Deal Addict
Jan 19, 2017
4429 posts
2570 upvotes
jayceex86 wrote: Sorry, I should have been more clear.

I have $1,300,000 in cash, and the home I plan to purchase costs $1,700,000. This means I need $400,000 to close the deal. I was thinking of taking a larger mortgage to purchase the house, and use our cash to invest.
In that case, just put less down payments and borrow more for your mortgage. Use your cash left over after down payment to invest.
Newbie
May 23, 2011
80 posts
107 upvotes
jayceex86 wrote: Sorry, I don't quite follow this.

Since my annual salary is $90,000, and I plan to contribute $80,000 to my RRSP (I verified I have enough room), I would be taxed only on $10,000. Is my understanding incorrect?
You could, and you’d be correct. But no self respecting accountant would advise you to do that.

If you claim all that deduction in one tax year your tax return wouldn’t be as large as it should be.

If you claim all 80k,
30k or so would be at 35% tax bracket. So 30k x .35 = 10.5k refund.
30k would be at 30%
And 20k would be at 20%.
I just made up those numbers. Too lazy to check.

But if you spread out those claims over 4 years,
Each other year your could claim 20k at 35% marginal tax rate. Tax refunds always come off the top.
So basically it’s diminishing returns the more you deduct per year. The other way to think of it is, you pay very little tax between your 10k to 20k earning. But you pay more for your 80k to 90k earning. So deducting down to 80k is way better return than deducting from 20k down to 10k.

Sounds like what you should do is max your tfsa and RRSPs. Deduct the RRSP only to lower your tax bracket to the next level down.

If you don’t want to fill up your RRSP all in one go, fill up your tfsa and let it grow tax free. Then withdraw and invest into RRSP when you need.

Tfsa isn’t taxed on withdrawal but RRSP is. So tfsa is more flexible.
Newbie
May 23, 2011
80 posts
107 upvotes
TonyG35088 wrote: if you have a 400k, down payment, your best bet is to only use 20% of the sale amount (160k) and to take what you have left (240K) and put it into investments. essentially your paying mortgage rate interest to invest the 240k. and will have a mortgage of 640k @ a low interest rate.
Even better. For investments in non tax sheltered accounts, have that money as. Separate mortgage.
So instead of 640k mortgage. Have 160k as one mortgage and 480k as the other. Use the 480k for investments and that will be tax deductible. But you’d have another mortgage payment. Basically smith maneuver.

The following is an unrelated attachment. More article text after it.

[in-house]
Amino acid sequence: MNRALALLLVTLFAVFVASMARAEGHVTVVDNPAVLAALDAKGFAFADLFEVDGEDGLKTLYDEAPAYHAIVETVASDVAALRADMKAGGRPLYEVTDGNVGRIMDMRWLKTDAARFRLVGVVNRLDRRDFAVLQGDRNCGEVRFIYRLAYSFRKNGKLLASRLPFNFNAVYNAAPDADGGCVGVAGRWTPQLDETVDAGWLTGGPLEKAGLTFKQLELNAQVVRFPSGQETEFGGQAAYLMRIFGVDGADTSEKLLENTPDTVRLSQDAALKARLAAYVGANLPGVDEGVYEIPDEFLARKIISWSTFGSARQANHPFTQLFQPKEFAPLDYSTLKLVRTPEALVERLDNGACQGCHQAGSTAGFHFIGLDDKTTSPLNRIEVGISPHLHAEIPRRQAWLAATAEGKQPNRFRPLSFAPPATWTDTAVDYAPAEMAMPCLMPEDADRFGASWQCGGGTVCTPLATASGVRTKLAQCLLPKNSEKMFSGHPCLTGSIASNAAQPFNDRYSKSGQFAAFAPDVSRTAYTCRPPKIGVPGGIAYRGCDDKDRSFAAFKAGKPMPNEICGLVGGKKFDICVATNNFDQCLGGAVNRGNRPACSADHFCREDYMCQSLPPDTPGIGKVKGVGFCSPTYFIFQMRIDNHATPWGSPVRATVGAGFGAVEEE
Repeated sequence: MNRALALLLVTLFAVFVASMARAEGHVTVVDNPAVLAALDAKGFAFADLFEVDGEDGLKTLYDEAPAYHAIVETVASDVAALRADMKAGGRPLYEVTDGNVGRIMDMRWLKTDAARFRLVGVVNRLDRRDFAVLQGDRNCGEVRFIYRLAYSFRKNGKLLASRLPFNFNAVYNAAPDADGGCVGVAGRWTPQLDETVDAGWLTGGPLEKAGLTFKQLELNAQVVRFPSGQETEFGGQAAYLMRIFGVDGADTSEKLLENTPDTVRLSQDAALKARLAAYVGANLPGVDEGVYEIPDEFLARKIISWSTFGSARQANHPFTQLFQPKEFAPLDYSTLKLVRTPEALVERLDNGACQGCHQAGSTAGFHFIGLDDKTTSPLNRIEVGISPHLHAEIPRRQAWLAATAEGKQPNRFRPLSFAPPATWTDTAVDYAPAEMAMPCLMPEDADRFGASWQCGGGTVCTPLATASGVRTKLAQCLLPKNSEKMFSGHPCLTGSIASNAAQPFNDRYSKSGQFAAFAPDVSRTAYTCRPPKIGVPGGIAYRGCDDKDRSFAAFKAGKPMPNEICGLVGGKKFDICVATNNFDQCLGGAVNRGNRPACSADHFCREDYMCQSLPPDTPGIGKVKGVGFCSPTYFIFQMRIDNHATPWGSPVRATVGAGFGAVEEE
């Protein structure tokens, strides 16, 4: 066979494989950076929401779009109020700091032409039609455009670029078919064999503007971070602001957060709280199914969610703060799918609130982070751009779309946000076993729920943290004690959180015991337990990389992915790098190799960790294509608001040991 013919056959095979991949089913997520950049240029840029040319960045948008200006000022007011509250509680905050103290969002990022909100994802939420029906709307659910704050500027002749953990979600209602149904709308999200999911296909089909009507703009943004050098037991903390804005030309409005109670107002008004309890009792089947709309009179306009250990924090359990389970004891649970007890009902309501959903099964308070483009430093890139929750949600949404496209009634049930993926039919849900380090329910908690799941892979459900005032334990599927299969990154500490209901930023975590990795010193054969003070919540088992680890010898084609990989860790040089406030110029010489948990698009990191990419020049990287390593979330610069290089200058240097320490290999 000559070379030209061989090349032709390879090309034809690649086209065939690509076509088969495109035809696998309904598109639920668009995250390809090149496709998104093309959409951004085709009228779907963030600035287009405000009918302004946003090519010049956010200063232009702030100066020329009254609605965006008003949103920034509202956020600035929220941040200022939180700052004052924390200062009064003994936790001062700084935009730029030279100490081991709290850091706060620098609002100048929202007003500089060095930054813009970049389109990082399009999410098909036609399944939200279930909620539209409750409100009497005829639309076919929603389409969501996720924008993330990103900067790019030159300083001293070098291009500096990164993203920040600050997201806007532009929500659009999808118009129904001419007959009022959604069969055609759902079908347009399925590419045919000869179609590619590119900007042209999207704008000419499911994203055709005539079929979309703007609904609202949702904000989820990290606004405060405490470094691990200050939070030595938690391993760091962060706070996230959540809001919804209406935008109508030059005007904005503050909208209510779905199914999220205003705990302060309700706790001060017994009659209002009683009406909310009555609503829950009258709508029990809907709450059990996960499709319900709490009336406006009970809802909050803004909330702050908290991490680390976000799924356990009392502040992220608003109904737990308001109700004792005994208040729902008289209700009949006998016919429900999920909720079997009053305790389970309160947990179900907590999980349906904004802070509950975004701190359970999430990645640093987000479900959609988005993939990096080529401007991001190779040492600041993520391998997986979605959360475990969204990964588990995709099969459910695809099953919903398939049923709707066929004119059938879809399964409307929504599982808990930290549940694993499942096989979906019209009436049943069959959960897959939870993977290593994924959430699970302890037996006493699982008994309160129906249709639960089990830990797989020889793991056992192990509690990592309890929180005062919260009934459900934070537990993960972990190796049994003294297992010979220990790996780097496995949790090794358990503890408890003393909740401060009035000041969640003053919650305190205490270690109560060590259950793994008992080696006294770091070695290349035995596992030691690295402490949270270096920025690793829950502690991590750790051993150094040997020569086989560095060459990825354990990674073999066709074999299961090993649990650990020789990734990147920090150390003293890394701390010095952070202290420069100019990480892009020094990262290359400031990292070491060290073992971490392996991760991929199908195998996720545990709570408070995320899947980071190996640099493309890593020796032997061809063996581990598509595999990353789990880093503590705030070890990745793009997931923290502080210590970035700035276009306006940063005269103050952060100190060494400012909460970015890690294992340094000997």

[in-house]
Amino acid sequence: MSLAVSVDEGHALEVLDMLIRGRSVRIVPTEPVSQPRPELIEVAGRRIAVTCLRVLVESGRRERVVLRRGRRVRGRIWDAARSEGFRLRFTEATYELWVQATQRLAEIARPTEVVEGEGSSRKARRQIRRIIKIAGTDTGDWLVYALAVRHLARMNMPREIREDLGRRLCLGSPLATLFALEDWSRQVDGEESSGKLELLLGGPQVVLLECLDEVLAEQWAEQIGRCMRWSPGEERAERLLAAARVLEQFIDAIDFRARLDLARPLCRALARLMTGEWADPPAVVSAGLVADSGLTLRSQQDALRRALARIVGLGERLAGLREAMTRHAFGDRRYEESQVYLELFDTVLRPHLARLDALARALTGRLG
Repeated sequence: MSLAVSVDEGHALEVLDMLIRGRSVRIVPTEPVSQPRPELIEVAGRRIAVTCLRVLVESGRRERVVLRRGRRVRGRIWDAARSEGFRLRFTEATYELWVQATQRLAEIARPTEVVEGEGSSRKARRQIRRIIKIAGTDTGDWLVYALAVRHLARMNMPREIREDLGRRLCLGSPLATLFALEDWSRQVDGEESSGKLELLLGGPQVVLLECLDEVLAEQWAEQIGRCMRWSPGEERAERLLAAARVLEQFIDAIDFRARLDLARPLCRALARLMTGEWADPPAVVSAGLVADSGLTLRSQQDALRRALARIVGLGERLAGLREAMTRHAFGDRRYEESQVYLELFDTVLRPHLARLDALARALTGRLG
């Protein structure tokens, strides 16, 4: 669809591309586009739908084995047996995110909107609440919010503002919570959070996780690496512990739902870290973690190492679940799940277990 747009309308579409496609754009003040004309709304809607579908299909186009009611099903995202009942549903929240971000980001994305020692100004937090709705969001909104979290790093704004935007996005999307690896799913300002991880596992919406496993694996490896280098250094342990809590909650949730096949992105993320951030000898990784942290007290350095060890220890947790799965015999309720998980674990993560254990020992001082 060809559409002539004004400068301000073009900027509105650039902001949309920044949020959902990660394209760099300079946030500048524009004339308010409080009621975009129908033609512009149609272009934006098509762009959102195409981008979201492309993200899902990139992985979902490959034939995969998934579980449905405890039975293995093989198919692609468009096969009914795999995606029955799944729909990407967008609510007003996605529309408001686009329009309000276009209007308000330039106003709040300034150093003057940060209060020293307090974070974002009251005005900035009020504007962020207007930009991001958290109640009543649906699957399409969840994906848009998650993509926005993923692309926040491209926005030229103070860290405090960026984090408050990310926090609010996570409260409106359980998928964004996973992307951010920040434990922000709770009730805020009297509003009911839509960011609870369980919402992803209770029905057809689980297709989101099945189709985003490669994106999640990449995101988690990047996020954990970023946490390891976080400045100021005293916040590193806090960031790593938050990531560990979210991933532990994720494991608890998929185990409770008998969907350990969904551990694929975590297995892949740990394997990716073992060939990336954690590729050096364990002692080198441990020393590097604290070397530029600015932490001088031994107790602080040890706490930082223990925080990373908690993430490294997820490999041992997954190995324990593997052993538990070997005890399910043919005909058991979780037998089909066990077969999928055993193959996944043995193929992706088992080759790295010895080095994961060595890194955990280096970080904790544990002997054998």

Deal Addict
Jan 19, 2017
4429 posts
2570 upvotes
JoloLo wrote: You could, and you’d be correct. But no self respecting accountant would advise you to do that.

If you claim all that deduction in one tax year your tax return wouldn’t be as large as it should be.

If you claim all 80k,
30k or so would be at 35% tax bracket. So 30k x .35 = 10.5k refund.
30k would be at 30%
And 20k would be at 20%.
I just made up those numbers. Too lazy to check.

But if you spread out those claims over 4 years,
Each other year your could claim 20k at 35% marginal tax rate. Tax refunds always come off the top.
So basically it’s diminishing returns the more you deduct per year. The other way to think of it is, you pay very little tax between your 10k to 20k earning. But you pay more for your 80k to 90k earning. So deducting down to 80k is way better return than deducting from 20k down to 10k.

Sounds like what you should do is max your tfsa and RRSPs. Deduct the RRSP only to lower your tax bracket to the next level down.

If you don’t want to fill up your RRSP all in one go, fill up your tfsa and let it grow tax free. Then withdraw and invest into RRSP when you need.

Tfsa isn’t taxed on withdrawal but RRSP is. So tfsa is more flexible.
tax rates are here : https://www.taxtips.ca/taxrates/canada.htm
Newbie
Nov 29, 2020
20 posts
15 upvotes
The advice you have been given so far in this thread is fairly good. From experience these things take time to understand and from your responses I can see that you're only just starting to explore the benefits of this option. Since you're working with a relatively large amount I recommend you either take a long time to first understand tax law, how RRSP deductions work, and how paying interest on loans for non-tax-sheltered investments work before proceeding. Otherwise you may be better off with just finding a good accountant who can help you with all of this. Best of luck to you and congrats on finding a home!